Starting with the first ball (it should have rested enough by now), form into bagels: Pick up the ball, and gently flatten it a little. Pinch your thumb and middle finger gently through the center to form a hole, then begin to work it bigger. Eventually, I usually end up with my index and middle finger of each hand through the hole, spinning the bagel like a bicycle wheel until it's as big as it will get without tearing. Again, set down the bagels in order.
By the time you reach your last bagel, the sugar water should have reached a bare simmer. Turn the heat down to maintain this.
Boiling bagels is a bit of a misnomer. You simmer them.
Starting with the first bagel you shaped, put two at a time in the simmering water. If your timing is right, they should sink to the bottom of the pan, but begin to float in about 10 seconds. If they float immediately you were too slow and the yeast has already risen them too much. But they'll still turn out better than a bagel shop, so keep going.
After 30 seconds, flip the bagels over. After another 30 seconds, remove the bagels to a clean towel to drain.
Repeat this process, moving the bagels from the towel to a baking sheet when you flip the ones simmering, until you have finished all of the bagels. While you are counting seconds for simmering bagels, separate your egg white into a small bowl. Add a splash of cold water, and beat until foamy.
Use a basting brush to brush the egg wash onto each bagel. Be sure to get inside the hole (which will have closed up much smaller now).
Now, you can debate between leaving them plain or topping.
If topping, sprinkle your choice of toppings on each bagel (of course, you can top each one differently). I like a lot of seeds on my bagels, and find that order matters. Start with kosher salt, then the biggest thing you're adding, progressing to the smallest. This makes sure the large seeds have a place to stick, then the smaller ones fit in the spaces in-between (like the parable about filling a jar). So my normal topping order is: Kosher salt, fennel seeds, flax seeds, sesame seeds, poppy seeds, and chia seeds.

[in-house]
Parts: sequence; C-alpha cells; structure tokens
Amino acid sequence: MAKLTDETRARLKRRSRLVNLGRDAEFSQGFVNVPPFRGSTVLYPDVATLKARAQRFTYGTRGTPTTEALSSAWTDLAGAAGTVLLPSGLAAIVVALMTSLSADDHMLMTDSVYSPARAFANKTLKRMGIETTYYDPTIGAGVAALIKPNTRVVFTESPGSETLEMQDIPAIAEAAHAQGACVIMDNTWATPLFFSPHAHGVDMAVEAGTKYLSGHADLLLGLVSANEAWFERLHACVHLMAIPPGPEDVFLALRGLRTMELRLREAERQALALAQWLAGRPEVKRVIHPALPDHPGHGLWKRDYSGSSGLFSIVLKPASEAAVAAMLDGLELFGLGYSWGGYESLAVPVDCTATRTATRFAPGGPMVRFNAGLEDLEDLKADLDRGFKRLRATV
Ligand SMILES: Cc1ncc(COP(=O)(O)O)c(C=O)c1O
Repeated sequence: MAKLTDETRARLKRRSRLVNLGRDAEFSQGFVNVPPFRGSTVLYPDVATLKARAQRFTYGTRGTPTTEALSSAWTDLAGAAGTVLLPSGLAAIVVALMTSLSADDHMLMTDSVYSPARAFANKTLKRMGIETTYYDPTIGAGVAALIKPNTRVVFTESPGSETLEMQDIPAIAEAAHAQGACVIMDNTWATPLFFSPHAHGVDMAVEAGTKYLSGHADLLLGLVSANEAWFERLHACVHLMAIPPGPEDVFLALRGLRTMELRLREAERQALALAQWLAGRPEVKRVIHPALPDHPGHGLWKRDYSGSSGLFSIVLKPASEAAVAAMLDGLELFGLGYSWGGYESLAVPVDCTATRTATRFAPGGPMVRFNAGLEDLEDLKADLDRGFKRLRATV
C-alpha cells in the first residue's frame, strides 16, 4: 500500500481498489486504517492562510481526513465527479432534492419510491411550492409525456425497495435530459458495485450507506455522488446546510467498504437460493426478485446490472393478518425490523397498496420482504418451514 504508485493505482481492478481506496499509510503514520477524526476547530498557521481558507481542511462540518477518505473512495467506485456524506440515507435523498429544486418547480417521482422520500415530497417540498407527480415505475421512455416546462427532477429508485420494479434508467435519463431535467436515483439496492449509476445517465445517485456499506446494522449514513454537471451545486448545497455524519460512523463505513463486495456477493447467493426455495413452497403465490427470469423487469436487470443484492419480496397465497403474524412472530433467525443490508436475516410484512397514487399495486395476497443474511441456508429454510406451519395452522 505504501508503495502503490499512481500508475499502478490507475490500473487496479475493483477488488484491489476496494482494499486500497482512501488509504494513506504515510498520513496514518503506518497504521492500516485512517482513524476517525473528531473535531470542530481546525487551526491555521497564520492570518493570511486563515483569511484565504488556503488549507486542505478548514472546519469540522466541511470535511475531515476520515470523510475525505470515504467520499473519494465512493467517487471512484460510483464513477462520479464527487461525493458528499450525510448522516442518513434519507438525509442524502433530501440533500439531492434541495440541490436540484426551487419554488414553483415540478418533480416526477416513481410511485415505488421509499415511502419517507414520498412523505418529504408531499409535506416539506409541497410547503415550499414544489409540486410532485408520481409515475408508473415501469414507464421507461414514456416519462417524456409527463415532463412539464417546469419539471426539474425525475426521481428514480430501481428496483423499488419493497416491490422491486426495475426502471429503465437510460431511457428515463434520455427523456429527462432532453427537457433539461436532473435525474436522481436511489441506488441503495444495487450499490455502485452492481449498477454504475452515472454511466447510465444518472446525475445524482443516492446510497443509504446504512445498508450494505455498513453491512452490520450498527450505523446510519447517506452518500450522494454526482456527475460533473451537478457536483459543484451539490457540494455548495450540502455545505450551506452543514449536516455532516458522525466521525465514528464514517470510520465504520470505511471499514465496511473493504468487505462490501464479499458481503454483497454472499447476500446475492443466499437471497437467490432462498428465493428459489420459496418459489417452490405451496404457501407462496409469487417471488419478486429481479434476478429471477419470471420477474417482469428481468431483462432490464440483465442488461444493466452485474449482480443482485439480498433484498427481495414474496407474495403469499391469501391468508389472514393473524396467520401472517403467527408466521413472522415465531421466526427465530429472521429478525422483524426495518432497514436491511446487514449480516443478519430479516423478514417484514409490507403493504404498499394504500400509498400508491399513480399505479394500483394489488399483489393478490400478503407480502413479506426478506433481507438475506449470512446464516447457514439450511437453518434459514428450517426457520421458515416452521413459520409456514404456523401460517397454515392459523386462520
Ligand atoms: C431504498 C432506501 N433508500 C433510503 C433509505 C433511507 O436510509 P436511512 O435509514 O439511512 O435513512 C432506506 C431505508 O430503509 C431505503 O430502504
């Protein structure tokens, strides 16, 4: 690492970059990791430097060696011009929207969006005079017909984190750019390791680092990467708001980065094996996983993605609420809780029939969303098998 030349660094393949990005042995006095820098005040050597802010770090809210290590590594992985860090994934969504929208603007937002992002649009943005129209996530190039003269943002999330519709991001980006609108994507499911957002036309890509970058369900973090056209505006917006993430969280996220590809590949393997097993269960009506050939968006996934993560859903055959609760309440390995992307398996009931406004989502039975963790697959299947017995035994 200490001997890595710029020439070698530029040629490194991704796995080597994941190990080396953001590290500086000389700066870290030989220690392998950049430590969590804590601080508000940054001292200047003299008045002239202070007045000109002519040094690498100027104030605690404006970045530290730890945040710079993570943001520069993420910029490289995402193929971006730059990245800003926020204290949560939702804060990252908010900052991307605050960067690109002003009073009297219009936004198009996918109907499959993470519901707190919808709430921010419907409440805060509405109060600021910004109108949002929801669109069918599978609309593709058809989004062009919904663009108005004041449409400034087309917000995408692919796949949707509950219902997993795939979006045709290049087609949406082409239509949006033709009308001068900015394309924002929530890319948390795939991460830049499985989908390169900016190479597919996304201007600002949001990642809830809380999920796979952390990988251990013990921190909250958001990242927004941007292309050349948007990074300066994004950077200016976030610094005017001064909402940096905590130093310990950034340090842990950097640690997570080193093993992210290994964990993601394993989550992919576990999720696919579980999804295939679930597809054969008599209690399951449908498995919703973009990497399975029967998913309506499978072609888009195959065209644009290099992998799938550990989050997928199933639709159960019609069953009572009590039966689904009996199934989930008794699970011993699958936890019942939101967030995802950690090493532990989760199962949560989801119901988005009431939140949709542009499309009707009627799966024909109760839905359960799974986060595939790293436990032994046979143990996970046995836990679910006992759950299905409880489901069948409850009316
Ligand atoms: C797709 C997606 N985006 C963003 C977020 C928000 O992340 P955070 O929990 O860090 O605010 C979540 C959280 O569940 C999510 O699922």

Bake for about 22 minutes. They're done when brown and shiny. When I bake them in the wood stove oven, I have to cover them loosely with aluminum foil about 1/2 way through so the tops don't burn before they're done. I had to rotate and swap racks with the baking sheets in my previous three ovens, but that's not needed in my current one. So pay attention in yours (as the saying goes, never trust an oven).
You'll want to eat your bagels as soon as they come out of the oven, but they're still baking! Let cool for about 5 minutes, then remove them to cooling racks. If you try to remove them too early, they'll squish a deflate a bit. Too late and they're liable to stick to the baking sheet.
Let cool at least another 15 minutes if you can't wait (I usually can't) or want to eat them warm. Otherwise, they're best after about an hour of cooling.
Serve them with as is, with a schmear (schmears are perfect for improvisation, but one of my favorites is pesto schmear), with cream cheese and lox (OK, I hate lox, but others...), in a sandwich... They probably won't keep too long, but I'm not sure we've ever had any go uneaten longer than about 36 hours...